The Law Centre will be contributing to two events for Refugee Week this year.
On Monday 16 June, the Northern Ireland Assembly will hold a debate called by OFDMFM Committee. In preparation for the debate, the Law Centre has put together a briefing paper for MLAs, with information gathered from local organisations highlighting the contribution of asylum seekers and refugees.
The motion to be discussed is:
'That this Assembly notes that 16 -22 June 2014 marks both Refugee Week 2014 and Community Relations Week 2014; further notes the respective themes of 'Shared Future' and 'Building a United Community'; and expresses its support for both Refugee Week and Community Relations Week, particularly in relation to their shared aim of facilitating positive encounters between diverse cultures in order to encourage greater understanding, overcome hostility and build a shared society.'
On Wednesday 18 June, Belfast City Council will launch a new guide for people who are transitioning from the status of asylum seeker to that of refugee, and for their advisers. Refugee Transition has been produced by Law Centre (NI) on behalf of Belfast City Council Community Relations Unit. Translated versions in Somali, Arabic, French and Simplified Chinese will be published soon, with support from the Northern Ireland Housing Executive.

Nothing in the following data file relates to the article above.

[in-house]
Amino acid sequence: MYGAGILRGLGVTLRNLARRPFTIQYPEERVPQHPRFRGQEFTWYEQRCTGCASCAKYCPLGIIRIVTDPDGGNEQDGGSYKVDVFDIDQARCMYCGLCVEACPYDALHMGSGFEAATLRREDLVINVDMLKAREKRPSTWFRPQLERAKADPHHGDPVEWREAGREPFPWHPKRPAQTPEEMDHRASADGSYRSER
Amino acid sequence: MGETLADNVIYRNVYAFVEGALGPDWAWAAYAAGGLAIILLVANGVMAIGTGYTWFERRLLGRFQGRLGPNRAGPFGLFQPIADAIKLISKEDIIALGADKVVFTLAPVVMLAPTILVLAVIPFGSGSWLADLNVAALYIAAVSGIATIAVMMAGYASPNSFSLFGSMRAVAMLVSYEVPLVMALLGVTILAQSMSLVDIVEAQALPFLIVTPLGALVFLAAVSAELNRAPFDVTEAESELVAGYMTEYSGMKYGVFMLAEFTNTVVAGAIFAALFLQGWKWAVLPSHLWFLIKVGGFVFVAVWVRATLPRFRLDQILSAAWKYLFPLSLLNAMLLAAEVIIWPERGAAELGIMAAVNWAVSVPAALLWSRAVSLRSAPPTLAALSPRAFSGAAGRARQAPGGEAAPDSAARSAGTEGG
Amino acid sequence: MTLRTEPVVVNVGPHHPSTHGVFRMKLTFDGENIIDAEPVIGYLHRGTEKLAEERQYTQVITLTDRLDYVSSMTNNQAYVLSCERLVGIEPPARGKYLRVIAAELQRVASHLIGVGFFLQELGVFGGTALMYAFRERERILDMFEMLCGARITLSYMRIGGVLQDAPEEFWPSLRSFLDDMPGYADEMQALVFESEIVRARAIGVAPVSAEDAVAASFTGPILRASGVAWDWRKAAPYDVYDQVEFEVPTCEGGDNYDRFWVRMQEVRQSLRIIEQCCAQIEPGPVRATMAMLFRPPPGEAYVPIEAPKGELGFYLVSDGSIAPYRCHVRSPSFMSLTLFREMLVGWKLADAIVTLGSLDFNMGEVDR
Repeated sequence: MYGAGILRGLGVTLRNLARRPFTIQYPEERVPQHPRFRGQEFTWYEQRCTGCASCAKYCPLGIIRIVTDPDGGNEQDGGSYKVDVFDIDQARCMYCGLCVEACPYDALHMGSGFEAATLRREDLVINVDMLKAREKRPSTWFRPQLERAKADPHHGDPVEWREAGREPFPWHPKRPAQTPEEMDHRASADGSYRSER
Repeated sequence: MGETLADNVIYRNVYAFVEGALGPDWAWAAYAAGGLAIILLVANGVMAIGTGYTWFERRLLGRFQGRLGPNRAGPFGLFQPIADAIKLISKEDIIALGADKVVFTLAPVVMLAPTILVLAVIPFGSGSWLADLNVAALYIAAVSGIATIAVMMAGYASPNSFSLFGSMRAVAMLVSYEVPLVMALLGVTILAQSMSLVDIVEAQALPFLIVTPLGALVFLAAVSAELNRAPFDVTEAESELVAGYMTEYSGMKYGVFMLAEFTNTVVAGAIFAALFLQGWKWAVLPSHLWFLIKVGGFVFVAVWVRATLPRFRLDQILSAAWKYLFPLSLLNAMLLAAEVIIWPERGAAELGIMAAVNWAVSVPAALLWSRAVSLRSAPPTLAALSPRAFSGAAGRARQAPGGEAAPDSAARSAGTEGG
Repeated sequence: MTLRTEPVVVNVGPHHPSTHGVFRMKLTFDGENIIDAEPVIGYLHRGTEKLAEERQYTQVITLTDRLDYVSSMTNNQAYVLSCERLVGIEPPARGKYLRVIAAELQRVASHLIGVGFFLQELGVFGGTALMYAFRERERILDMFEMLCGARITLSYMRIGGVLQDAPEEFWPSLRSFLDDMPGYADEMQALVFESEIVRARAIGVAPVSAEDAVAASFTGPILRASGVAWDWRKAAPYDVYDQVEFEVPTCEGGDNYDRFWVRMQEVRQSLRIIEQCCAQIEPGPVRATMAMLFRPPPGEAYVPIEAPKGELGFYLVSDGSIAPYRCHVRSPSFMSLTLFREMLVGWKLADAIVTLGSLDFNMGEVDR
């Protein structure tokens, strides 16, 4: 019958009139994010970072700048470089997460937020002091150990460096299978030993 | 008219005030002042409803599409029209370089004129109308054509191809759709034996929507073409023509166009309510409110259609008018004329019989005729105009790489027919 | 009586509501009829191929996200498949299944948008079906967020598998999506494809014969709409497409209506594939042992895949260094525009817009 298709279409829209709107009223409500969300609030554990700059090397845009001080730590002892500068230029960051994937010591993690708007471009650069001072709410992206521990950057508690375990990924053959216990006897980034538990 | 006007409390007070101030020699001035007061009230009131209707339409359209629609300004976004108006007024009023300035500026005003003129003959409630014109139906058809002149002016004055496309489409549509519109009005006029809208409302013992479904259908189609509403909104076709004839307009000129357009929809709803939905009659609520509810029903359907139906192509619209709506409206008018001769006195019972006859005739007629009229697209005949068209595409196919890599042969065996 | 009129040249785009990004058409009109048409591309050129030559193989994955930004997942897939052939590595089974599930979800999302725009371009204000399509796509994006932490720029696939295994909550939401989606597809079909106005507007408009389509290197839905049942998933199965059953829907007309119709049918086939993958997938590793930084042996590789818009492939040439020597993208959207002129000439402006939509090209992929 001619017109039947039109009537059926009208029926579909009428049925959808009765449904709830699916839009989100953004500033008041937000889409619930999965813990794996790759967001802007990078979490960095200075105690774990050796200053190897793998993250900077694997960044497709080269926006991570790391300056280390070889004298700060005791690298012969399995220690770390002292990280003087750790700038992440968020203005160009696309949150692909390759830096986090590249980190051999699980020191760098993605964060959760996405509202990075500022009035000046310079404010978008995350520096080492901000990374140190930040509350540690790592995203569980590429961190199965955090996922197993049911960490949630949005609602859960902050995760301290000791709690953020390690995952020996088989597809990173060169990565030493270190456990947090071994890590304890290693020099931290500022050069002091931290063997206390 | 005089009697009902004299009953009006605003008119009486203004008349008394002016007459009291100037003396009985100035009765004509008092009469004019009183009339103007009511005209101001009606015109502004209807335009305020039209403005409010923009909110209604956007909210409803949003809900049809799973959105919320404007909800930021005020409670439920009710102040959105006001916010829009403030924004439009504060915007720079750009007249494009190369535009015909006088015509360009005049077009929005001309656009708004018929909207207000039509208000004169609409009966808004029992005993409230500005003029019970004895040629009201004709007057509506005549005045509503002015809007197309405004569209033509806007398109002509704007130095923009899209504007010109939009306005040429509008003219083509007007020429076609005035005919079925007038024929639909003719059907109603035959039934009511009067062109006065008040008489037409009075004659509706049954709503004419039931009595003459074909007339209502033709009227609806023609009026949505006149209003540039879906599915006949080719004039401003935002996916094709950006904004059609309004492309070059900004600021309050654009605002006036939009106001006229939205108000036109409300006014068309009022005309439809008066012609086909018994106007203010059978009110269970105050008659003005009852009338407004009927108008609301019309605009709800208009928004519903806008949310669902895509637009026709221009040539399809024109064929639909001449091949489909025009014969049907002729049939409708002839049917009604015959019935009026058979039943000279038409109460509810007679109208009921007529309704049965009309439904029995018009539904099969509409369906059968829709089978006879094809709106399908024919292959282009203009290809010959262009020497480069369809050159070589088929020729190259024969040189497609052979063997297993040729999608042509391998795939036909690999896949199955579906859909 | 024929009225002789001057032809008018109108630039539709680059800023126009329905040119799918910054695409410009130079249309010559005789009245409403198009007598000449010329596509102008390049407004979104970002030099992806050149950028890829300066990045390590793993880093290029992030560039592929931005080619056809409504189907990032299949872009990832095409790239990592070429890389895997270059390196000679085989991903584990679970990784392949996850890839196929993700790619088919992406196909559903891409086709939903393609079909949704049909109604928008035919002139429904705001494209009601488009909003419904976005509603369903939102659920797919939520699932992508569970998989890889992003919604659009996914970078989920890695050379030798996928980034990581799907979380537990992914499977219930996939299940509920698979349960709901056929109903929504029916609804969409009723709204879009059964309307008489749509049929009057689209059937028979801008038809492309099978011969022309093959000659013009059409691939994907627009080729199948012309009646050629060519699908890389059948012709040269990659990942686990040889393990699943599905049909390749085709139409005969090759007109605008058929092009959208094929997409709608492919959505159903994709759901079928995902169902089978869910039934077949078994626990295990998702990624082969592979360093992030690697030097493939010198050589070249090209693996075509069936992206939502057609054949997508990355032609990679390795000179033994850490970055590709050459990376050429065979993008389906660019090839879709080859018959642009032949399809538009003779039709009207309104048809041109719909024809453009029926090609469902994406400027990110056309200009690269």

For more information see: www.nicras.btck.co.uk
Statement of support
The Law Centre is very aware of the public debate that has arisen following the recent sermon from Pastor James McConnell on the Muslim faith.
As an organization that has a number of member organizations who comprise individuals from the Muslim community we are cognisant of how attributing homogenous traits or characteristics to all followers of a religion or a particular community is inappropriate, and counter-productive. We have had to advise significant numbers of people over the years who have been the victims of attacks and discrimination based on their race or religion.
Our own experience of working with individuals and community organizations from the Muslim community is that the people involved have views and opinions which are as diverse as other community organizations, whether secular or faith based.
Our experience is that the groups we work with are committed to improving the lives of people within their community and working with other organizations for positive ends.
We therefore continue to support the organisations affiliated to the Law Centre.
Modern day slavery short film competition
The Law Centre is proud to be involved in the UK-wide Unchosen Modern Day Slavery short film competition 2014.
About the competition
Make a short film, maximum 10 minutes, based on one of the forced labour case studies listed here.
Working closely with leading support charities, academics and government agencies, Unchosen has collated a series of genuine case studies that demonstrate the complex reality of forced labour. We have included cases where the forced labour takes place in the UK & Ireland as well as international cases where individuals are exploited in the supply chain of products and services that end up on UK and Irish High streets.
The case studies look at the multiple and varied reasons why an individual might find themselves in a position of forced labour and also look at what the different exit routes from these exploitative situations might be.
All case studies are based on genuine accounts however some details have been changed to protect confidentiality.
The winning films will be used to: